Earlier this week, Samsung’s latest Galaxy Note 3 was found to artificially boost its hardware performance when certain benchmarking apps were run. While this isn’t the first time Samsung has done so – they did a similar stunt with the Galaxy S4 – Samsung has once again been required to come out in defence of its rather shady policy.
Back when Anandtech uncovered evidence of a specific string in the Galaxy S4’s code to set its CPU and GPU clock speeds to max, Samsung came out with a post on its official blog to explain the matter – albeit rather vaguely while also not addressing the string of code. With the recent controversy over the Galaxy Note 3, Samsung has again been forced to defend itself. In a statement to CNET UK, the company said:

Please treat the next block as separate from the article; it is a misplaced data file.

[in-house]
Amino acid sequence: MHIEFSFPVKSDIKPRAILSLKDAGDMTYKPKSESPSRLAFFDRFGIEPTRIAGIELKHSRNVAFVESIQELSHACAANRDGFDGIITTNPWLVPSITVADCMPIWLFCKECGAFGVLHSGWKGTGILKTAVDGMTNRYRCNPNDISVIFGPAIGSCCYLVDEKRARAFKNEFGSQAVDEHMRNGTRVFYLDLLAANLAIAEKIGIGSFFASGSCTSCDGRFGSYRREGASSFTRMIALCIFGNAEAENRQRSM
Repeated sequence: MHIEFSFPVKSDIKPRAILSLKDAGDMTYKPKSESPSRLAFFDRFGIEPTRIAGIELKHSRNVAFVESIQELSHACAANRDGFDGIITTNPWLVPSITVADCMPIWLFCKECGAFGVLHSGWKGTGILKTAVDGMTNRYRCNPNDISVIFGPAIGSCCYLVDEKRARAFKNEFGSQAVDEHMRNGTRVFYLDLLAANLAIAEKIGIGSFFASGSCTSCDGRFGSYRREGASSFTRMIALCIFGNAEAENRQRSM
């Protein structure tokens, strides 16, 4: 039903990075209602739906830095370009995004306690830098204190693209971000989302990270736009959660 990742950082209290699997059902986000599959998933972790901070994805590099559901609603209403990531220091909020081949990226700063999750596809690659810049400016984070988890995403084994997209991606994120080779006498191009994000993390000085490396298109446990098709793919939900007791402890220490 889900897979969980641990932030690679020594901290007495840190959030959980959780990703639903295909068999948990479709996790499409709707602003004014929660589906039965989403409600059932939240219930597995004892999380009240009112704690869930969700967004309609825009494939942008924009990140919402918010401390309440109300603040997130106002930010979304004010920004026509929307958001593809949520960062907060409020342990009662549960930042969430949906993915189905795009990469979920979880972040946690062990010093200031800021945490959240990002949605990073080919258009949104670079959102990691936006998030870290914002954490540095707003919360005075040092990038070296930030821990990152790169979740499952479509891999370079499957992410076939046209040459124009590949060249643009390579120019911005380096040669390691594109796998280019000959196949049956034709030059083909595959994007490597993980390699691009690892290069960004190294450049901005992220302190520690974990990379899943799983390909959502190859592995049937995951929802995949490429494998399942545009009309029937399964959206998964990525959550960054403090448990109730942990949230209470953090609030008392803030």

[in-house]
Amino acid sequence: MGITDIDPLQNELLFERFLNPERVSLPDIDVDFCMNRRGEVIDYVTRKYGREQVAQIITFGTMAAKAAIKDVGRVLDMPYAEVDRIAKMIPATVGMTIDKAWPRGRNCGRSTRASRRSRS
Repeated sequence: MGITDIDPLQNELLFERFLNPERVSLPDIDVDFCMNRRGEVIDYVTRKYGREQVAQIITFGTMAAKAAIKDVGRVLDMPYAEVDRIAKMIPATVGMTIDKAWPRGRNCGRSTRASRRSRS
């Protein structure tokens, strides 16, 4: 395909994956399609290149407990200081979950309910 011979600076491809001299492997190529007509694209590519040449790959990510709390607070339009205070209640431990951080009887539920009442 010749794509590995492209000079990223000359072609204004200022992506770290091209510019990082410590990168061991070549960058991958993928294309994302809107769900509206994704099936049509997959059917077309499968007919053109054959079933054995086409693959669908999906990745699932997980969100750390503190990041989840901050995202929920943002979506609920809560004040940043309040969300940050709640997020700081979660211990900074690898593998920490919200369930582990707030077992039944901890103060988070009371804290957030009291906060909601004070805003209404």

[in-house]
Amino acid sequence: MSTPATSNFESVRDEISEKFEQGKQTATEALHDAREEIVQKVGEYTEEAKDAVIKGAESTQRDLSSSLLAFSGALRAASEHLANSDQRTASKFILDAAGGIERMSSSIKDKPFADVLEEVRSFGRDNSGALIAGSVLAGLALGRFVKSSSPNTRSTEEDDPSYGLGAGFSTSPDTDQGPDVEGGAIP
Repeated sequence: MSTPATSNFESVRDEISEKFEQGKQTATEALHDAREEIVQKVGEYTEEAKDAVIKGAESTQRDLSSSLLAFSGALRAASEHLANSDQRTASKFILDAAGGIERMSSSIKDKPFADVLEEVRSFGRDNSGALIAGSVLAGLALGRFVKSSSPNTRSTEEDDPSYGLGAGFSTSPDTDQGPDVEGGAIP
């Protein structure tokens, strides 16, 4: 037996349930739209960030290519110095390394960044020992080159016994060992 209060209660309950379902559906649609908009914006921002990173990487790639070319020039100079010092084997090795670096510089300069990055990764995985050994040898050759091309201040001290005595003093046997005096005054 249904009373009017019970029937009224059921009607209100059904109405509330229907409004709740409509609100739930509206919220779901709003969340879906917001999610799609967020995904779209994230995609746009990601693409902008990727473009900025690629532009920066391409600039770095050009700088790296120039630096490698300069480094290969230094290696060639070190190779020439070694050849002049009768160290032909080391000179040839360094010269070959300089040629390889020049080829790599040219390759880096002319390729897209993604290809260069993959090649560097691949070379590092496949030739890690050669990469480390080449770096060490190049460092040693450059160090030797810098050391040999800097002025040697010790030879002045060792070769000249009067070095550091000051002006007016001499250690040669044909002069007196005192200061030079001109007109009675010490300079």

“The Galaxy Note 3 maximises its CPU/GPU frequencies when running features that demand substantial performance. This was not an attempt to exaggerate particular benchmarking results. We remain committed to providing our customers with the best possible user experience.”
For what it’s worth, Ars Technica did not find specific code similar to the Galaxy S4’s “BenchmarkBooster”. Further, this time around the Galaxy Note 3 isn’t the only guilty parties: Anandtech found evidence of similar hardware-boosting shenanigans with several other flagship smartphones in the market today. And, more importantly, how important are benchmark scores anyway?
(Source: CNET UK)